Jerry Organ, who compiled the following visual overview of the episode, noted, "Weld is distantly related to Charles J. Guiteau, who assassinated President James A. Garfield."
Kenn Thomas notes about the episode entitled "Aren’t You Surprised To See Me?" that "it opens at Love Field and someone on the phone mentions Earle Cabell, Dallas mayor whose brother Charles was fired from the CIA by JFK over the Bay of Pigs. Earle Cabel is the person who changed the route of Kennedy's motorcade for November 22, 1963...JFK was headed for the Trade Mart [when he was assasinated] where Buz gets a job in this episode."
Organ also posted this:
I'm Here to Kill a King
The fourth season has the show's most-direct "connection" to the Kennedy Assassination: the "I'm Here To Kill A King" episode scheduled to run Nov. 29, 1963. Some sources claim the episode aired March 20, 1964 (the week after the series finale); it certainly made it into syndication. The episode scheduled to run Nov. 22nd ("Kiss the Monster, Make Him Sleep" filmed in Minneapolis with James Coburn) was pre-empted and ran Jan. 24, 1964.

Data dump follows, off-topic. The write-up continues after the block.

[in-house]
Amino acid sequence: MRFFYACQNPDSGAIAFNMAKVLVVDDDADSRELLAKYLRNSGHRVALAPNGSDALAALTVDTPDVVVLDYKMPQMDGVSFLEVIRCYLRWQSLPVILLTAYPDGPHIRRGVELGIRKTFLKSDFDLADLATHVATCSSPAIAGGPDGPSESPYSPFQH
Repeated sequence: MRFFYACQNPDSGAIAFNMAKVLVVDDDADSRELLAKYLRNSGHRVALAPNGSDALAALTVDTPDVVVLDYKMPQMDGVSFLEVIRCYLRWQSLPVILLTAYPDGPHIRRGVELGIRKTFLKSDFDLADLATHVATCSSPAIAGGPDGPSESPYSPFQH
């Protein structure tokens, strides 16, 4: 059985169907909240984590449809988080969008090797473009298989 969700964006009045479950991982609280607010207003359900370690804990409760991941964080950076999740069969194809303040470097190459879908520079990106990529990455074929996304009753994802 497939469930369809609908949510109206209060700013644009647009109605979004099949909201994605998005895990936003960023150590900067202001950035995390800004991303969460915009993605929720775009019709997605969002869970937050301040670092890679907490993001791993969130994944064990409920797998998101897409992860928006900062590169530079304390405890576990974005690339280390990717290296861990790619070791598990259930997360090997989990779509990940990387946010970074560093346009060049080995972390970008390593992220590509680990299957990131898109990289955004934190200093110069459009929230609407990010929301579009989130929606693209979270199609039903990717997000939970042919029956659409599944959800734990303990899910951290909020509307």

The "King" episode--with Robert Loggia, Tina Louise and Frank Campanella--was one of two from the series that were set in Canada. A close confident of the King of an oil-rich Middle-Eastern country hires a mercenary to assassin the leader while visiting the world-famous Niagara Falls. Tod is working at the Falls when he is mistakenly given an itinerary because he looks near-identical to the "assassin" character (Milner in a dual role). Word gets back to the plotters, who then attempt to frame Tod as the assassin by kidnapping Tod and having the "assassin" take his place at Tod's work-site.
Among the "King" episode's purported similarities: the assassin plans to shoot the King through the head, a character's father name is Lee, the King deplanes and travels in a motorcade, the assassin uses a rifle and intends to fire from a knoll. Dallas is mentioned as a place for the King to discuss oil deals.
Martin Milner seems to bear somewhat of a resemblance to Texas Tower sniper Charles Whitman.